My name is Philipp C. Heckel and I write about nerdy things.
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Posts Tagged / Security


  • Jul 05 / 2013
  • 61
Android, Mobile, Security

How To: Sniff the WhatsApp password from your Android phone or iPhone

WhatsApp is a very popular SMS-like messenger for smartphones, but it’s unfortunately only available for smartphones right now. If you want to use other tools or write web applications that send or receive WhatsApp messages (e.g. WhatsAPI, was at https://github.com/venomous0x/WhatsAPI, site now defunct, July 2019), you have to find a way to sniff the WhatsApp password from your smartphone. Until recently, this password was just an MD5 hash of your IMEI (or MAC address), but that has changed when that was uncovered. Since then, the WhatsApp server assigns a password to each device/account when it first registers.

This tutorial demonstrates how to capture the WhatsApp password of your WhatsApp account using the SSL/TLS proxy mitmproxy. Once you have this password, you can use it to communicate with the WhatsApp servers directly or via a framework. This is the first part of a two-part tutorial. The second part demonstrates how to send and receive WhatsApp messages via PHP.

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  • Jul 01 / 2013
  • 67
Android, Linux, Security

How To: Use mitmproxy to read and modify HTTPS traffic

Capturing HTTP and HTTPS traffic on your own machine is quite simple: Using tools like Wireshark or Firebug, sniffing the local connections is only a matter of seconds. Capturing and/or altering the HTTP/HTTPS traffic of other machines in your network (such as your smartphone or other laptops) on the other hand is not so easy. Especially sniffing into SSL-secured HTTPS-connections seems impossible at first. Using mitmproxy, however, makes this possible in a very easy and straight forward way.

This small tutorial shows how to use mitmproxy to transparently sniff into and alter (!) HTTPS connections of your phone or other devices in your network.

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  • May 20 / 2013
  • 3
Cloud Computing, Distributed Systems, Security, Synchronization

Minimizing remote storage usage and synchronization time using deduplication and multichunking: Syncany as an example

This post introduces my Master’s thesis “Minimizing remote storage usage and synchronization time using deduplication and multichunking: Syncany as an example”. I submitted the thesis in January 2012, and now found a little time to post it here.

The key goal of this thesis was to determine the suitability of deduplication for end-user applications — particularly for my synchronization application Syncany. As part of this work, the thesis introduces Syncany, a file synchronizer designed with security and provider independence as a core part of its architecture.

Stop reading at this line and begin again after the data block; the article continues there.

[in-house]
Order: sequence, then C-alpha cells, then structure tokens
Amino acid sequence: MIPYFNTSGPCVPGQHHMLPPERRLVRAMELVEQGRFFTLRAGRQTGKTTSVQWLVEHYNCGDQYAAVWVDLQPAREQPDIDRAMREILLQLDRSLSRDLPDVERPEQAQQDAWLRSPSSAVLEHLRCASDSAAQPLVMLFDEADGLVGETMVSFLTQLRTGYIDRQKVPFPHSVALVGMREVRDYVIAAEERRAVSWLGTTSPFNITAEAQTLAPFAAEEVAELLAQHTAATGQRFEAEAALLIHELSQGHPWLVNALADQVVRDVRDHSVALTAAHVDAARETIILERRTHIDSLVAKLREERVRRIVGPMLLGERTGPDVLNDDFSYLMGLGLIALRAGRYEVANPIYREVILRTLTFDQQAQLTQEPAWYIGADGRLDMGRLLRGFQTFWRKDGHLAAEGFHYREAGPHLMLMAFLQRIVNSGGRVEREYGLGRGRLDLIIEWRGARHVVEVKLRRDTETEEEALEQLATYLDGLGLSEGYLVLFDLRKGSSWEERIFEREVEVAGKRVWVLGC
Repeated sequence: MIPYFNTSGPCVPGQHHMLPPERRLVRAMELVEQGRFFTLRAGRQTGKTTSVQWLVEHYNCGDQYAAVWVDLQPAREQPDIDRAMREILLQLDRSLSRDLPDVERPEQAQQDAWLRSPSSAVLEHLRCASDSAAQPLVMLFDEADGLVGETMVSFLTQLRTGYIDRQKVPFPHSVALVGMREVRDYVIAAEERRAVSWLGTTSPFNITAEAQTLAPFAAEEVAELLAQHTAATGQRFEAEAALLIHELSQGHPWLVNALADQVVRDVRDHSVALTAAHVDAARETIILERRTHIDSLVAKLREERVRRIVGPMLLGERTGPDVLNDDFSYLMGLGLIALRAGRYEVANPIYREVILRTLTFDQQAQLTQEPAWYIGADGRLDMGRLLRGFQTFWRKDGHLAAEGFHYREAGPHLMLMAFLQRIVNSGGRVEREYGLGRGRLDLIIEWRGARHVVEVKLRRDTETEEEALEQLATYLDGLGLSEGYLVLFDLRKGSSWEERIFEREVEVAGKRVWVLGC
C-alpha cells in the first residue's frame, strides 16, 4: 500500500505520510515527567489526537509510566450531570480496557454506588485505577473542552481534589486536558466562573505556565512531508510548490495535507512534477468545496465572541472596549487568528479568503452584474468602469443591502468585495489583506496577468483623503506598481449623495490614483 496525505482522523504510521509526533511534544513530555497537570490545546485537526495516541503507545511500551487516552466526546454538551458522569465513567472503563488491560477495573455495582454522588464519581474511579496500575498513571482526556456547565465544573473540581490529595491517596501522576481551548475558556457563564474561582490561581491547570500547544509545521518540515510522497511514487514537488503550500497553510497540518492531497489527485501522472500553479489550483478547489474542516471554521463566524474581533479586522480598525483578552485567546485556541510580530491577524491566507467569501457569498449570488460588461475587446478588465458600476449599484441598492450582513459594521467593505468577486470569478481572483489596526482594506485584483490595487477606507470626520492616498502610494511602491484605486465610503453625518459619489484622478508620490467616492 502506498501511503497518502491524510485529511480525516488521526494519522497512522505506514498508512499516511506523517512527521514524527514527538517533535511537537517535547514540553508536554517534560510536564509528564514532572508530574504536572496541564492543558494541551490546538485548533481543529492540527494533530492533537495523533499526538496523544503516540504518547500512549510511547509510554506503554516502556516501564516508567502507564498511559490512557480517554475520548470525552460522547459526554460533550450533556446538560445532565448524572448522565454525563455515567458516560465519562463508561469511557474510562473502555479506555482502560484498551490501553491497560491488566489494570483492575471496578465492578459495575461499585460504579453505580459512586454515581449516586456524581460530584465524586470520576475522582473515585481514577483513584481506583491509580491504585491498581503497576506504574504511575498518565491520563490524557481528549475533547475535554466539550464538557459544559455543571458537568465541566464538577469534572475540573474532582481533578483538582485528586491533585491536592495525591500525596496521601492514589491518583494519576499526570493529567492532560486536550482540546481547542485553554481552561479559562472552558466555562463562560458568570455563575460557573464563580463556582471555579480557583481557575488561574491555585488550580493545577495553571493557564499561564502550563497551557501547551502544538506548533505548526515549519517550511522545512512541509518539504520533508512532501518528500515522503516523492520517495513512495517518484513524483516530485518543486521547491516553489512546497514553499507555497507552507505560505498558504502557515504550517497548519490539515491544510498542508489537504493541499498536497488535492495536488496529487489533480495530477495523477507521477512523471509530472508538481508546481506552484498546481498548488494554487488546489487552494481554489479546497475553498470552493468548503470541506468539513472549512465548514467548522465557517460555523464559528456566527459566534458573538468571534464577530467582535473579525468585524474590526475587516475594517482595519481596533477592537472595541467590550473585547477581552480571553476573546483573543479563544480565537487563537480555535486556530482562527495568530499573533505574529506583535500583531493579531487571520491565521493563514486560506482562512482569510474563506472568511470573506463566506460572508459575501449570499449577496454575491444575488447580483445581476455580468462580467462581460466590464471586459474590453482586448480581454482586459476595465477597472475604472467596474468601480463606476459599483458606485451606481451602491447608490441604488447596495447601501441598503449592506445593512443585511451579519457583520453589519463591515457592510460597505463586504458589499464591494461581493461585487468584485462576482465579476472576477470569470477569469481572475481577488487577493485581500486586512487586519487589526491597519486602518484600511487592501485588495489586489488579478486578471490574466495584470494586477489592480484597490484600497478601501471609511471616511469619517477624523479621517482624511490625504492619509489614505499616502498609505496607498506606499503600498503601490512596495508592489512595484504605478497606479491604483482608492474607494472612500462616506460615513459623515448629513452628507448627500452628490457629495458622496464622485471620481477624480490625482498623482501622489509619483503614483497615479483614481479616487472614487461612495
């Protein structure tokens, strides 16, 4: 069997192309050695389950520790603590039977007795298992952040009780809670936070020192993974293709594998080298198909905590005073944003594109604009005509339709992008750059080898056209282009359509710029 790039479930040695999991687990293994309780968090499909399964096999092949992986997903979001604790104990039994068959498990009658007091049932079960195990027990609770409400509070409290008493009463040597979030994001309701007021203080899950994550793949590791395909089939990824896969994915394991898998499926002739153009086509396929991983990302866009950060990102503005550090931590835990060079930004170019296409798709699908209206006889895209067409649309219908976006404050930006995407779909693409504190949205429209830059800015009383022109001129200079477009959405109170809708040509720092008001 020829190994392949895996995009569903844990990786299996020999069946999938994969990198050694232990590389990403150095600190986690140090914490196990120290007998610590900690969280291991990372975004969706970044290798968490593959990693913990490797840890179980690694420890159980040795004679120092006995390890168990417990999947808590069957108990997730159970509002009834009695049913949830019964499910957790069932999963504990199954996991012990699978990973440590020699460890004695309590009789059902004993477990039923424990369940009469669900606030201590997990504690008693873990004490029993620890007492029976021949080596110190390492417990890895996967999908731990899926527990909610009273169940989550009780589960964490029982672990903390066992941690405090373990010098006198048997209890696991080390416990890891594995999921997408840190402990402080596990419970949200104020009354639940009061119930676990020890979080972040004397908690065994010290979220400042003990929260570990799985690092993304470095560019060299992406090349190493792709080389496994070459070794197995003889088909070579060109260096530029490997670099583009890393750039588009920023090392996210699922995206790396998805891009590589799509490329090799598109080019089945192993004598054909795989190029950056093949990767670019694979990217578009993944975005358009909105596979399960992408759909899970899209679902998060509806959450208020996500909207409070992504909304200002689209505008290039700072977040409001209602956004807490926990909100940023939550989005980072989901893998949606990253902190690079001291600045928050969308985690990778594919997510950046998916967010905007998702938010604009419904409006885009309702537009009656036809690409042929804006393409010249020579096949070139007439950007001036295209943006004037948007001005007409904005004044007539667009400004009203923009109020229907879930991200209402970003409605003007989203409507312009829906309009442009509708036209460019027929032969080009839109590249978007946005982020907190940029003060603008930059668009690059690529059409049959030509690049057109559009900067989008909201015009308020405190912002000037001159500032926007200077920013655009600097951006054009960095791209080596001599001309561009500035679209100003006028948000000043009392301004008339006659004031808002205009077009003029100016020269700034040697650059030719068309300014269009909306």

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  • Mar 01 / 2011
  • 43
Programming, Security

Hacking Flash Applications and Games: A Case Study

Adobe’s proprietary Flash format has become a significant part of the Internet as it is today. While its importance in Web applications is slowly decreasing due to Web 2.0 technologies and HTML5, it is still a major player in the browser game and application sector. The majority of these games and applications are for entertainment only and offer you nothing but a nice rank in the high score. On rare occasions, however, there are Flash games in which you can actually win something valuable such as concert tickets or even money. And of course there are applications that let you stream, but not download content from a website.

So what’s the problem with that, you think? The problem is that almost all Flash applications can be hacked very easily and most developers are not aware of that.

As a reminder of how vulnerable Flash applications are, this post aims to raise awareness for these issues. In a case study, it shows how a Flash-based game and its server side high score can be tricked within a few minutes using free tools only.

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  • Apr 07 / 2009
  • 2
Linux, Scripting, Security

Simsafe: Simple command-line password safe

Nowadays, it appears to me as if almost everything in the big and fancy world of IT comes with the need to sign up and create an account. Every little online tool, every social networking site and of course every instant messenger account. System administrators hits it even harder: The setup of a server machine requires to create lots of different users for every kind of service, — be it Postfix, Sendmail, Courier, MySQL, PostgreSQL, etc. Most of them require some kind of super-user password or account.

This is where a password manager comes in handy: Open the password vault by typing in the master password, put in all you secrets and crucial information, save it and be happy. As if!

Almost every password manager I found on the Web was crowded out by details so that it took minutes to add a single account. What I wanted was something like a text-file with password — and that’s what I made: A simple command-line password safe.

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  • Mar 16 / 2009
  • 3
Distributed Systems, Programming

KadS: a secure version of the Kademlia protocol

There are various peer-to-peer protocols out there. All of them focus the decentralisation of storage and other system resources. Most implement a distributed hash table (DHT) to store information. That is, each node of the network only holds a small part of the hash table but is able to locate and retrieve any requested entry. Kademlia, a protocol designed by two NYU students in 2002, is one of them.

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